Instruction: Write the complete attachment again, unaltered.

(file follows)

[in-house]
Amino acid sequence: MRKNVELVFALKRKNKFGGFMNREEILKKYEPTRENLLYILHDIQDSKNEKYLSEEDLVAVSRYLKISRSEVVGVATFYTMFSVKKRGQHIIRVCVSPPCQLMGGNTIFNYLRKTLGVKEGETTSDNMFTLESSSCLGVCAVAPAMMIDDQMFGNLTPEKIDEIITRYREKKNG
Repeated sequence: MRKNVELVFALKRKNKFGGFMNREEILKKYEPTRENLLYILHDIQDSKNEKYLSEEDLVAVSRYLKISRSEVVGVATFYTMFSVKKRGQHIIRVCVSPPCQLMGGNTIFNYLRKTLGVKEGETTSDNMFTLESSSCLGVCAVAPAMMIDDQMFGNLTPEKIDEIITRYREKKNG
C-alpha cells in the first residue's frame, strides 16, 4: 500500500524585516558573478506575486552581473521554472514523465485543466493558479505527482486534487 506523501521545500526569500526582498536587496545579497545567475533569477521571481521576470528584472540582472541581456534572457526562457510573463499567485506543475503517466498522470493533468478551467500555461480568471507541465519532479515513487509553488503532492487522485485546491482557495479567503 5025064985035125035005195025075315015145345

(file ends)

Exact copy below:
[in-house]
Amino acid sequence: MRKNVELVFALKRKNKFGGFMNREEILKKYEPTRENLLYILHDIQDSKNEKYLSEEDLVAVSRYLKISRSEVVGVATFYTMFSVKKRGQHIIRVCVSPPCQLMGGNTIFNYLRKTLGVKEGETTSDNMFTLESSSCLGVCAVAPAMMIDDQMFGNLTPEKIDEIITRYREKKNG
Repeated sequence: MRKNVELVFALKRKNKFGGFMNREEILKKYEPTRENLLYILHDIQDSKNEKYLSEEDLVAVSRYLKISRSEVVGVATFYTMFSVKKRGQHIIRVCVSPPCQLMGGNTIFNYLRKTLGVKEGETTSDNMFTLESSSCLGVCAVAPAMMIDDQMFGNLTPEKIDEIITRYREKKNG
C-alpha cells in the first residue's frame, strides 16, 4: 500500500524585516558573478506575486552581473521554472514523465485543466493558479505527482486534487 506523501521545500526569500526582498536587496545579497545567475533569477521571481521576470528584472540582472541581456534572457526562457510573463499567485506543475503517466498522470493533468478551467500555461480568471507541465519532479515513487509553488503532492487522485485546491482557495479567503 5025064985035125035005195025075315015145345